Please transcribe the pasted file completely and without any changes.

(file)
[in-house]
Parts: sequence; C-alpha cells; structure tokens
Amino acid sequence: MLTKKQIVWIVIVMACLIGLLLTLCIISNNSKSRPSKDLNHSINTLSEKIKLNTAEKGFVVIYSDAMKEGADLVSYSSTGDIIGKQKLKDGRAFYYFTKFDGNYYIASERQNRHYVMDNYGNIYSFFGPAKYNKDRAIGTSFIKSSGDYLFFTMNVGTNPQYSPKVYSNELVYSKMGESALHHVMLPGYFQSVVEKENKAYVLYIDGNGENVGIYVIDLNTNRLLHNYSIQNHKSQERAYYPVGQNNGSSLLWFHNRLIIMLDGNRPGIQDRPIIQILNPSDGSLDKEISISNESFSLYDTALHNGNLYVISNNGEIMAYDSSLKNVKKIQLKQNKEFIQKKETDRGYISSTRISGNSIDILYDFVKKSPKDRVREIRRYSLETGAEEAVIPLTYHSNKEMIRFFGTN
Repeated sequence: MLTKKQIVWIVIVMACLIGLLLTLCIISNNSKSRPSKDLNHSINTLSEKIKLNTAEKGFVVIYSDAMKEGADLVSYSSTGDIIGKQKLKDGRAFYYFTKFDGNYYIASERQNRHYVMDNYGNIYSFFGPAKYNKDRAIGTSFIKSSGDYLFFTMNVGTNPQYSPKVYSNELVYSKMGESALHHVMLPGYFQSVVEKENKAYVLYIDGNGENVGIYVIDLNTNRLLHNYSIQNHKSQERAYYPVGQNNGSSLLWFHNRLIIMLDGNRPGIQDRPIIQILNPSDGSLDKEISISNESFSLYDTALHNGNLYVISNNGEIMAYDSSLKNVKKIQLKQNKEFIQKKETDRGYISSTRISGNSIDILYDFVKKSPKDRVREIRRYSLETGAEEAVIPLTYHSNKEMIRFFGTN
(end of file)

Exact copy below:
[in-house]
Parts: sequence; C-alpha cells; structure tokens
Amino acid sequence: MLTKKQIVWIVIVMACLIGLLLTLCIISNNSKSRPSKDLNHSINTLSEKIKLNTAEKGFVVIYSDAMKEGADLVSYSSTGDIIGKQKLKDGRAFYYFTKFDGNYYIASERQNRHYVMDNYGNIYSFFGPAKYNKDRAIGTSFIKSSGDYLFFTMNVGTNPQYSPKVYSNELVYSKMGESALHHVMLPGYFQSVVEKENKAYVLYIDGNGENVGIYVIDLNTNRLLHNYSIQNHKSQERAYYPVGQNNGSSLLWFHNRLIIMLDGNRPGIQDRPIIQILNPSDGSLDKEISISNESFSLYDTALHNGNLYVISNNGEIMAYDSSLKNVKKIQLKQNKEFIQKKETDRGYISSTRISGNSIDILYDFVKKSPKDRVREIRRYSLETGAEEAVIPLTYHSNKEMIRFFGTN
Repeated sequence: MLTKKQIVWIVIVMACLIGLLLTLCIISNNSKSRPSKDLNHSINTLSEKIKLNTAEKGFVVIYSDAMKEGADLVSYSSTGDIIGKQKLKDGRAFYYFTKFDGNYYIASERQNRHYVMDNYGNIYSFFGPAKYNKDRAIGTSFIKSSGDYLFFTMNVGTNPQYSPKVYSNELVYSKMGESALHHVMLPGYFQSVVEKENKAYVLYIDGNGENVGIYVIDLNTNRLLHNYSIQNHKSQERAYYPVGQNNGSSLLWFHNRLIIMLDGNRPGIQDRPIIQILNPSDGSLDKEISISNESFSLYDTALHNGNLYVISNNGEIMAYDSSLKNVKKIQLKQNKEFIQKKETDRGYISSTRISGNSIDILYDFVKKSPKDRVREIRRYSLETGAEEAVIPLTYHSNKEMIRFFGTN